Just listening to him tell his story, your heart goes out to Earle Robinson.
"When I wake (hiccup) up in the morning (hiccup) they're okay, they're gone (hiccup)," he says. "But (hiccup) then they come back a couple hours later (hiccup) and it's been that way (hiccup) every (hiccup)... everyday."
The medical explanation is his diaphragm's contracting every few seconds or so--a case of hiccups so persistent it's tough to get a sentence out. It's been that way since Wednesday.
His co-workers are baffled, and he says his doctors are stumped, and there are few jobs worse to have if you have hiccups than Earle's.
He does an hour-long radio show called "Sportstalk 870" on WKAR from 2-3 p.m. weekdays and an hour with Tim Staudt on Staudt on Sports Sundays on WILX.
Staudt explained it to viewers Sunday, and Robinson suffered through the broadcast but his radio chairs been empty for a week.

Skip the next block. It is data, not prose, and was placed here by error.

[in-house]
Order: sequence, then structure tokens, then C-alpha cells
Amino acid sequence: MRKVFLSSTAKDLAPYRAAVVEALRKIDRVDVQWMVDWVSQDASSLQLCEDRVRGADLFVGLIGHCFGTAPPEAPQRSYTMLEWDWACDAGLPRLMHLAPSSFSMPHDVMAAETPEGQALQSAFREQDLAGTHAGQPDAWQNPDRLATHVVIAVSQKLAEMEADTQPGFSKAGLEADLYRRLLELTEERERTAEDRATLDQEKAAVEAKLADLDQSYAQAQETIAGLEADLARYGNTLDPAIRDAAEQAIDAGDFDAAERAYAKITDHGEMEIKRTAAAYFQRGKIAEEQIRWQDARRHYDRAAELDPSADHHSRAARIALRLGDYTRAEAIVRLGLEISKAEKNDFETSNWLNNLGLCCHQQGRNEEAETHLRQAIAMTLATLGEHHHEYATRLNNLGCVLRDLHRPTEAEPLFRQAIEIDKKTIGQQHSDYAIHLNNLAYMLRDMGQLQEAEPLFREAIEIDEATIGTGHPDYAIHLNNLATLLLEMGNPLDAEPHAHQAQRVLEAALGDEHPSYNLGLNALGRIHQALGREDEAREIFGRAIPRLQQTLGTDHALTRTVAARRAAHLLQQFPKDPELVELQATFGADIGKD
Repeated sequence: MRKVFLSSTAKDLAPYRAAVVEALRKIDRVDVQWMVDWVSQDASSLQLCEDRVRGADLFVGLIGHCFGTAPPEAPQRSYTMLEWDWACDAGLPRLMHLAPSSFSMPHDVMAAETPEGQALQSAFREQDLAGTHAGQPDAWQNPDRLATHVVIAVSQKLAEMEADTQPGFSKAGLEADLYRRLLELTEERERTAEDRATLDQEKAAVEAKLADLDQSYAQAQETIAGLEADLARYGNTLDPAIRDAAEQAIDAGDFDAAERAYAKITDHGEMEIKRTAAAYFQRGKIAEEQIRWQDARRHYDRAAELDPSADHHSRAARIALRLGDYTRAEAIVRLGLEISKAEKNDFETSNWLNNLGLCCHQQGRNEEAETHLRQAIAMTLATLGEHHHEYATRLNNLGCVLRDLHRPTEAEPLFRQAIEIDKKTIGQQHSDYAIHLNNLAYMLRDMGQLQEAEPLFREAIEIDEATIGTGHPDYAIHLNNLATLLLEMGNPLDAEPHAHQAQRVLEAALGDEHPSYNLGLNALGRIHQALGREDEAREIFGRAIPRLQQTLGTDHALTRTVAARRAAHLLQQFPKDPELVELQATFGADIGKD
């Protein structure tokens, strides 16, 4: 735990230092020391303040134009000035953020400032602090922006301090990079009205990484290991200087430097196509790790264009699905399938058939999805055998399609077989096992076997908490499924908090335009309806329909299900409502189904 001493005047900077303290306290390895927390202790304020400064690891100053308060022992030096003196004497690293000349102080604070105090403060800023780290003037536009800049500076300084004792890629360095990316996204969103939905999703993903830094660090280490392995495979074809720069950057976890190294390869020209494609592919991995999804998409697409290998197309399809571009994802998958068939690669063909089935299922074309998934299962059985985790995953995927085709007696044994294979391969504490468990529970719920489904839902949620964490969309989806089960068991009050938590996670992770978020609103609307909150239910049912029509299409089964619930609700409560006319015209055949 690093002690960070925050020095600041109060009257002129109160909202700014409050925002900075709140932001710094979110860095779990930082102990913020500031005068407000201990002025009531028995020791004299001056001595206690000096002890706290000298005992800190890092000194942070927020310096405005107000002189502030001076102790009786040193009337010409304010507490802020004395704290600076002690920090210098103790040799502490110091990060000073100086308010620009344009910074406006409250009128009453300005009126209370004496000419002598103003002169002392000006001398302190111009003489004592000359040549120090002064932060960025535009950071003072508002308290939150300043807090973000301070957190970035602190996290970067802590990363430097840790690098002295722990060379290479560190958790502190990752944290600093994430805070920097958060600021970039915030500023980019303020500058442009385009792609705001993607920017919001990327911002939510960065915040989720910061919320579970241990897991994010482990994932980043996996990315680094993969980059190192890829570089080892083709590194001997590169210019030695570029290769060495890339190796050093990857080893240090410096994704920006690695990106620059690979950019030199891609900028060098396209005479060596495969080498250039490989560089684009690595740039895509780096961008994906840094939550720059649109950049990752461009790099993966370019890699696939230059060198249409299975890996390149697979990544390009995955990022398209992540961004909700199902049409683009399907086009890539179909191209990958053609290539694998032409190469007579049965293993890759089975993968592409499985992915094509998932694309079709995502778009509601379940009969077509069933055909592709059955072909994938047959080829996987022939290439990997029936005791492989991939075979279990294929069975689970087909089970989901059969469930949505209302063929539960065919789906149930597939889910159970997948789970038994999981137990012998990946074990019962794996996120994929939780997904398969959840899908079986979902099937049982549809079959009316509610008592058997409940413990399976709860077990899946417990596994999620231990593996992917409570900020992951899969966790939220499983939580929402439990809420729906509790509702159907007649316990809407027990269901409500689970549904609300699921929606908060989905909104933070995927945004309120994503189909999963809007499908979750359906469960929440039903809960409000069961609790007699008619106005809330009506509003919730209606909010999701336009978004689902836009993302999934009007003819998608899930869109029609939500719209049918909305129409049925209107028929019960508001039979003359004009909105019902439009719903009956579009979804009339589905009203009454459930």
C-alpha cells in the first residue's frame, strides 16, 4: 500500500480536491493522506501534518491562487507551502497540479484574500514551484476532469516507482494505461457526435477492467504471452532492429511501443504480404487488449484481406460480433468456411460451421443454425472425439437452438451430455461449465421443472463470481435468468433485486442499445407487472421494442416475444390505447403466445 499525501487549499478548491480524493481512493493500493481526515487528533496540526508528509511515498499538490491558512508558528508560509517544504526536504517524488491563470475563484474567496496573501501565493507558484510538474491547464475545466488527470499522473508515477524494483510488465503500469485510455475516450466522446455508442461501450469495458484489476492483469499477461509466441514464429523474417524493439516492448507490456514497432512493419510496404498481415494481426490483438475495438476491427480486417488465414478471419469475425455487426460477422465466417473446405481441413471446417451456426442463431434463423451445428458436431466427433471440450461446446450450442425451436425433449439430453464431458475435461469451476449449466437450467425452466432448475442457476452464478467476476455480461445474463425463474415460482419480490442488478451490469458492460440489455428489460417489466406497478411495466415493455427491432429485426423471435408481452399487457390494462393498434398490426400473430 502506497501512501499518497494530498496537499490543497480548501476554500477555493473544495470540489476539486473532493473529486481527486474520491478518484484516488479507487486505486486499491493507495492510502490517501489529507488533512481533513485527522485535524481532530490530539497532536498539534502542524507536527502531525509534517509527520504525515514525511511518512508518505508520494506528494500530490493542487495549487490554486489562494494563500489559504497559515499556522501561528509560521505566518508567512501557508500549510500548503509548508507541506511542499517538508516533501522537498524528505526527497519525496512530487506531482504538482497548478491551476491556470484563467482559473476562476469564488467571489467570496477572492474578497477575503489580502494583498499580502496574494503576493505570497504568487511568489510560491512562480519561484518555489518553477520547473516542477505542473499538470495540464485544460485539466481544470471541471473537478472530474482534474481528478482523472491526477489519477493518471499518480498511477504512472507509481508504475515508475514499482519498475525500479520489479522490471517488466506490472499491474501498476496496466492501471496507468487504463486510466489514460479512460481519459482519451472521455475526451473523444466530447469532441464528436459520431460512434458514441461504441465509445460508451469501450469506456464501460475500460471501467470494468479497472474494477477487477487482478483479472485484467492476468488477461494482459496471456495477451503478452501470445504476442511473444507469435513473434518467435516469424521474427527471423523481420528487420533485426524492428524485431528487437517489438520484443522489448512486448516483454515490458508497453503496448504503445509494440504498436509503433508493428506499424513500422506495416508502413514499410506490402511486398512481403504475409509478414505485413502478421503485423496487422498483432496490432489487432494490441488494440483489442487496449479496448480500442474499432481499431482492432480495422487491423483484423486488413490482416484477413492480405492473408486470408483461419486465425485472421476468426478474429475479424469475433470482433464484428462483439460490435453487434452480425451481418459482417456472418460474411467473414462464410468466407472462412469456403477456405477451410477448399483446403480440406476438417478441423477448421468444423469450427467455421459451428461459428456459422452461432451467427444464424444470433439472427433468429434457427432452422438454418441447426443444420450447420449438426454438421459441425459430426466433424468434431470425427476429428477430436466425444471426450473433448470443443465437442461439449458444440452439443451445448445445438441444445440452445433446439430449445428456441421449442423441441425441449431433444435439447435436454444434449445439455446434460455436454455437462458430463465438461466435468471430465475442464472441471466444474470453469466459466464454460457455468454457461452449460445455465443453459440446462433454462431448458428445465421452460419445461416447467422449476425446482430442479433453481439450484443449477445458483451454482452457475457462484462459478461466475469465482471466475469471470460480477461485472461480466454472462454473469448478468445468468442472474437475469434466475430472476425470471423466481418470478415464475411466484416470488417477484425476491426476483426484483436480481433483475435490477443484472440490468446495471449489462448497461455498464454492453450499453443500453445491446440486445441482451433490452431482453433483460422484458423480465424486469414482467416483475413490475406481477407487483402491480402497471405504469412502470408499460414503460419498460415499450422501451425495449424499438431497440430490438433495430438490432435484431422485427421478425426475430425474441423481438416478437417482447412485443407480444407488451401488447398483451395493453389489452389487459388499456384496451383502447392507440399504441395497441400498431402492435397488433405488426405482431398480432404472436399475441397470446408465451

"I'm starting to feel bad," producer Rob Bennett says, admitting they'd given him some grief. "I just want him to get back."
Oddly enough, Robinson had persistent hiccups once last year too for about a week, or a week and a half. He says they just faded away.
Both times, you name it, he's tried it as a cure.
"I've tried eating a spoonful of mustard," he says. He also tried eating a spoonful of peanut butter, drinking water really fast, and drinking water upside down. All failed. Holding his breathe also failed. Valium is helping him sleep and, for now, he's just praying those hiccups fade away--soon.